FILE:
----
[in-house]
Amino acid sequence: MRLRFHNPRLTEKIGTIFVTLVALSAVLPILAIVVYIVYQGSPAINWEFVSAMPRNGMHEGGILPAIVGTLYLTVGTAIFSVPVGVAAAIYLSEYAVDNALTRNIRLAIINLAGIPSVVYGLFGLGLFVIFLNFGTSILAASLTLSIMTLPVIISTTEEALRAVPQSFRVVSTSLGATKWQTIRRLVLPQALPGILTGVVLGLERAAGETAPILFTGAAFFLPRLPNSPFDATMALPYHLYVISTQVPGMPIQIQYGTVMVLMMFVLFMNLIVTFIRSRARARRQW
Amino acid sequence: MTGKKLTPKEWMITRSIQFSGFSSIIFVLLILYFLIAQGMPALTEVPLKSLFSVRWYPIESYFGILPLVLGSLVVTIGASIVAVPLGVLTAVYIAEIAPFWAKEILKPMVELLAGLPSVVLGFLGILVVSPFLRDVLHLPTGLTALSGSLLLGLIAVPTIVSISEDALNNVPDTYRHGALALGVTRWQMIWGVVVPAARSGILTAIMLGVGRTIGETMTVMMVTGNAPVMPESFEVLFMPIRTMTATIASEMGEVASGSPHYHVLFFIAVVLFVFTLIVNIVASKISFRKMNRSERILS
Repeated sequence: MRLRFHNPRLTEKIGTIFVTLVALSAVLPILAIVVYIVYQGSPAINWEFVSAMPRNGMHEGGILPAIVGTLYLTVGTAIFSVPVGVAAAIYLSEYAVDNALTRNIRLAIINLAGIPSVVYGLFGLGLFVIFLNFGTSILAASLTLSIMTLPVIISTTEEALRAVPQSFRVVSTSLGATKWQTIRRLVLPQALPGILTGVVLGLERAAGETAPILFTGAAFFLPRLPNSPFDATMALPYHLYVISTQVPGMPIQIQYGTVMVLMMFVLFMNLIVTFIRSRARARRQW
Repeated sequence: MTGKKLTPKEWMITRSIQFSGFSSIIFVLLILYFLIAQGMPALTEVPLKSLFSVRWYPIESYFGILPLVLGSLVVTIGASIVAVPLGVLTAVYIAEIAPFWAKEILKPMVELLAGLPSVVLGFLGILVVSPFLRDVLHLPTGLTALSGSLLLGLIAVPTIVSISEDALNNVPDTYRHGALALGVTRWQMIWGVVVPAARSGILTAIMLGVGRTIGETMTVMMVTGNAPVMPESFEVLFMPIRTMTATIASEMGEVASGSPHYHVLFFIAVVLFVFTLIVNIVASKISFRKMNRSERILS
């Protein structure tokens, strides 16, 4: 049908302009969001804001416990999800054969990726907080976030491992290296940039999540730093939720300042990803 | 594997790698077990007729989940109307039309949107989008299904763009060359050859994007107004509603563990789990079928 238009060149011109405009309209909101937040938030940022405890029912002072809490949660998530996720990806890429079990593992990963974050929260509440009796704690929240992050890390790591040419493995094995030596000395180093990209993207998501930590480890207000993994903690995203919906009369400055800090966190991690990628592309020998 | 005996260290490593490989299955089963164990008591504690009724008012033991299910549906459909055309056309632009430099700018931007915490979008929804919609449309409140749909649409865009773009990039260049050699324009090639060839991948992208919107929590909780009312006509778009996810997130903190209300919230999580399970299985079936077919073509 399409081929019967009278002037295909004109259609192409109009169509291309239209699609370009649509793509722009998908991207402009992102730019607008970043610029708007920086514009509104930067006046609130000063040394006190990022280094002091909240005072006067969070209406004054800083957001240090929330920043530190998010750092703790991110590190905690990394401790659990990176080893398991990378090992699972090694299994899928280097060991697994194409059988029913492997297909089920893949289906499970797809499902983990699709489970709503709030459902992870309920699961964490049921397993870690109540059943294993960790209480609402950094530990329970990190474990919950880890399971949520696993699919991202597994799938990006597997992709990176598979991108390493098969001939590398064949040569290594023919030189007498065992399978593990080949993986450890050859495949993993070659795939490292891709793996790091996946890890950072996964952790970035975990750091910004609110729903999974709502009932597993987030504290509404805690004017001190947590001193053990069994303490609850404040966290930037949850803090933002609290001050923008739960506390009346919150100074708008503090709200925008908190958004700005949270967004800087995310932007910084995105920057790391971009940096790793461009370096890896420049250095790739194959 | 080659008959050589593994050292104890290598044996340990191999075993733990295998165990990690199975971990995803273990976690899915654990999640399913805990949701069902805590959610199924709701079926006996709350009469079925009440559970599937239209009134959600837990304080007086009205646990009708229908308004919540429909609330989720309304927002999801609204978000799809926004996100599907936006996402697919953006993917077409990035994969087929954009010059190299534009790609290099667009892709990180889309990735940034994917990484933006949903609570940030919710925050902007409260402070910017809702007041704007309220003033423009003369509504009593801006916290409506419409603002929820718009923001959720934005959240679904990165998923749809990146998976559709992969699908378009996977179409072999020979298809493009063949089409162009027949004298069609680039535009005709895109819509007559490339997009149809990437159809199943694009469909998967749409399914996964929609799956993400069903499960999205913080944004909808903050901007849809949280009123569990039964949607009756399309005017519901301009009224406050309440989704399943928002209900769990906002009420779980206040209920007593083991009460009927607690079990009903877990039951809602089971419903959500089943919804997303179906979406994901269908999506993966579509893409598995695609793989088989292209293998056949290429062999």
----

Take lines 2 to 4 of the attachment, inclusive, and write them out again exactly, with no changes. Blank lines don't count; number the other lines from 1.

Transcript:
Amino acid sequence: MRLRFHNPRLTEKIGTIFVTLVALSAVLPILAIVVYIVYQGSPAINWEFVSAMPRNGMHEGGILPAIVGTLYLTVGTAIFSVPVGVAAAIYLSEYAVDNALTRNIRLAIINLAGIPSVVYGLFGLGLFVIFLNFGTSILAASLTLSIMTLPVIISTTEEALRAVPQSFRVVSTSLGATKWQTIRRLVLPQALPGILTGVVLGLERAAGETAPILFTGAAFFLPRLPNSPFDATMALPYHLYVISTQVPGMPIQIQYGTVMVLMMFVLFMNLIVTFIRSRARARRQW
Amino acid sequence: MTGKKLTPKEWMITRSIQFSGFSSIIFVLLILYFLIAQGMPALTEVPLKSLFSVRWYPIESYFGILPLVLGSLVVTIGASIVAVPLGVLTAVYIAEIAPFWAKEILKPMVELLAGLPSVVLGFLGILVVSPFLRDVLHLPTGLTALSGSLLLGLIAVPTIVSISEDALNNVPDTYRHGALALGVTRWQMIWGVVVPAARSGILTAIMLGVGRTIGETMTVMMVTGNAPVMPESFEVLFMPIRTMTATIASEMGEVASGSPHYHVLFFIAVVLFVFTLIVNIVASKISFRKMNRSERILS
Repeated sequence: MRLRFHNPRLTEKIGTIFVTLVALSAVLPILAIVVYIVYQGSPAINWEFVSAMPRNGMHEGGILPAIVGTLYLTVGTAIFSVPVGVAAAIYLSEYAVDNALTRNIRLAIINLAGIPSVVYGLFGLGLFVIFLNFGTSILAASLTLSIMTLPVIISTTEEALRAVPQSFRVVSTSLGATKWQTIRRLVLPQALPGILTGVVLGLERAAGETAPILFTGAAFFLPRLPNSPFDATMALPYHLYVISTQVPGMPIQIQYGTVMVLMMFVLFMNLIVTFIRSRARARRQW